Because of its location right at the joint of the upper and lower arm, the elbow is a somewhat common body part to become injured. It is particularly susceptible to injury in certain sports where the arm is used repeatedly, like baseball or tennis. One common surgery to repair an elbow injury is the ulnar collateral ligament surgery. This article will explore the history of this surgery, what it involves and the controversy that has sometimes surrounded the procedure.
Ulnar collateral ligament surgery has been performed for several decades. However, it wasn’t until the surgery was used to treat Tommy John, a professional baseball pitcher for the Los Angeles Dodgers whose ulnar collateral ligament had torn. At the time, his injury prevented him from ever pitching professionally again. John decided to receive the surgery in 1974 when the procedure was still very new and considered a radical, risky choice. At the time of his surgery, John was given a chance of 1 in 100 for a complete recovery of his arm. Fortunately for John, his surgery was a success and he returned to baseball to continue pitching for several more years.
The success of John’s surgery resulted not only in the procedure being commonly known by his name but also in the practice of more people – especially athletes – receiving the surgery to repair elbow injuries. Today, the surgery has come a long way to the point where the chances of complete recovery are closer to 83 percent.
The purpose of Tommy John surgery is to replace a torn ulnar collateral ligament. In order to do this, a surgeon removes a tendon from another part of the body (usually the forearm or the hamstring) and grafts it into the elbow to replace the ulnar collateral ligament. To make the graft complete, holes are drilled into the ulna and humerus bones, and the tendon is laced through it in a figure-eight pattern.
In addition to being a serious procedure, the Tommy John surgery also involves a long recovery time. Athletes usually take a full year to return to their previous ability with lots of physical therapy in between.
After physical therapy and adequate rest has been completed, most people experience a full recovery from the surgery. In some cases, pitchers who have fully recovered from the surgery have ended up being able to throw harder than they did before the procedure was performed. For the average person, the surgery simply allows them to use their elbow joint at full capacity again and removes any pain associated with the injury to the area.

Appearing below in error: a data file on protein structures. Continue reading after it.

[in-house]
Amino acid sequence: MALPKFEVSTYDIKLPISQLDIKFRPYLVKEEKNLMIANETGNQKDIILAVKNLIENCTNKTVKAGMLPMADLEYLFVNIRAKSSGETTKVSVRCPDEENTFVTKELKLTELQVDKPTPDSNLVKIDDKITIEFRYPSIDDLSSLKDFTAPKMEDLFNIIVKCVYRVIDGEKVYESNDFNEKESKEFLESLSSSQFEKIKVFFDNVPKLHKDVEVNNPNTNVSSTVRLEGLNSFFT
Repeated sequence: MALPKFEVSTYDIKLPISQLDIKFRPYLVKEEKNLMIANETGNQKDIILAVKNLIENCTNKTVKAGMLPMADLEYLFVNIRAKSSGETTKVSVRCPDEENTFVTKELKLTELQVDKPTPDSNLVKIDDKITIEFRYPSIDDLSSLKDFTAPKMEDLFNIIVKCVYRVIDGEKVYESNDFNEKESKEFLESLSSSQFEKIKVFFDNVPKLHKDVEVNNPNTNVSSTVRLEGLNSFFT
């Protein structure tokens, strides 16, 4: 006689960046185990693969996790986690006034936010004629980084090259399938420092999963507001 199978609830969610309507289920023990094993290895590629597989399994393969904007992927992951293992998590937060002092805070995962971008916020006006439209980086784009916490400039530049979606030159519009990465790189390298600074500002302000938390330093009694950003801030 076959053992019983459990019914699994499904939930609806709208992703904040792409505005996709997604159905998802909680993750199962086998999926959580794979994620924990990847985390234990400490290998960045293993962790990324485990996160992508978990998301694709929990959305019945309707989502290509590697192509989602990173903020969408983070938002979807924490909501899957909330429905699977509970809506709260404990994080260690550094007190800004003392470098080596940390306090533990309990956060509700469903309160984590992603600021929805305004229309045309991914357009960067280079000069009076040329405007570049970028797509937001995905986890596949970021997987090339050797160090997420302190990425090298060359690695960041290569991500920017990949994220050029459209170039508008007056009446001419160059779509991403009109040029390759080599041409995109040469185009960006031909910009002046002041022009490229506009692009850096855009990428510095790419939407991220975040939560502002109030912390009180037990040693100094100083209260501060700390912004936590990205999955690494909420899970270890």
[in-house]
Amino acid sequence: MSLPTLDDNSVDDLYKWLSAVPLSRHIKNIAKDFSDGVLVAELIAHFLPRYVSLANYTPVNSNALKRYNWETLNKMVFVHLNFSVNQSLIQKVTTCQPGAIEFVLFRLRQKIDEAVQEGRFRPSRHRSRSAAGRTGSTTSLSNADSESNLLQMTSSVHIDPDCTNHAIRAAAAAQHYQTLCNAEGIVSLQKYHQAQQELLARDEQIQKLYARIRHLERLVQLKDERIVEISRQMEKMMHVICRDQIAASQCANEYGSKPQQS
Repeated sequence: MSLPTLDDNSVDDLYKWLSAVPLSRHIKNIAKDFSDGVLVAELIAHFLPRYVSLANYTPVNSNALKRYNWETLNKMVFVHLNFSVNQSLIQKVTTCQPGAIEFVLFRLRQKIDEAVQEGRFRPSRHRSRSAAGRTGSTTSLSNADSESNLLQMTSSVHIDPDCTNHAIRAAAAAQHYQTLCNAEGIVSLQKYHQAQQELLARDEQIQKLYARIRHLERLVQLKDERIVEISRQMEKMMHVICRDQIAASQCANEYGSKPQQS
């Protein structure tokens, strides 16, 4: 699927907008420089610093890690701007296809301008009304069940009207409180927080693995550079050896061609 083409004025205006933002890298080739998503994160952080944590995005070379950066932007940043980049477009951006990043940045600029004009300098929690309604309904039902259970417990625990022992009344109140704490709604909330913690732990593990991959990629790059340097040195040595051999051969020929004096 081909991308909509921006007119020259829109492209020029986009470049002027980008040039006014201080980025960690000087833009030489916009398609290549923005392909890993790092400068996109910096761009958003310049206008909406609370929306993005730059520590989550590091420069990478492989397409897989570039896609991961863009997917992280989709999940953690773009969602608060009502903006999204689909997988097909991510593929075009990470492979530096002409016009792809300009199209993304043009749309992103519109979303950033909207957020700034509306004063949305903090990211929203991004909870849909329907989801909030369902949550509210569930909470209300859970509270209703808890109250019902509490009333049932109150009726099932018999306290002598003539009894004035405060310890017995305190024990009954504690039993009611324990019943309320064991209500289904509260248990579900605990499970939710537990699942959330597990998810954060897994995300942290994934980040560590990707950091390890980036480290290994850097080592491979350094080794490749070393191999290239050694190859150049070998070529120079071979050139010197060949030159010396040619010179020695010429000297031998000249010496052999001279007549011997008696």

Since Tommy John received the surgery in 1974, many other professional baseball players have received the surgery as well, including Jose Canseco, John Franco and Kerry Wood. Additionally, several football players have also received the surgery, such as Deion Sanders, Rob Johnson and Craig Erickson. These players went on to receive a full recovery and many continued to play professionally for several years after the procedure was completed.
Concerns About the Tommy John Surgery
Though the surgery now has a higher rate of success than it was first completed, many people believe that the surgery may be performed too often. Since the surgery has allowed some athletes to actually throw harder than before the procedure, some athletes have tried to undergo the surgery before an injury even occurs. In extreme cases, some parents have even advocated for their uninjured child to receive the surgery in the hopes of improving his or her future performance. In general, many athletes and sports enthusiasts believe that performance-enhancing surgery creates an uneven playing field that puts some at a disadvantage.
In addition to the athletic disputes about the surgery, there are also some people who believe the procedure involves too many risks. Since major muscles and the ulnar nerve are detached during the procedure, it does pose a risk for infection, nerve irritation and numbness. Moreover, the holes that have to be drilled in the bones of the arm, there is also a risk for fracture during the surgery.
It’s important to consider all of the risk factors when thinking about undergoing the Tommy John surgery. If you believe you may benefit from this procedure, consult your doctor and get a referral for an experienced physician.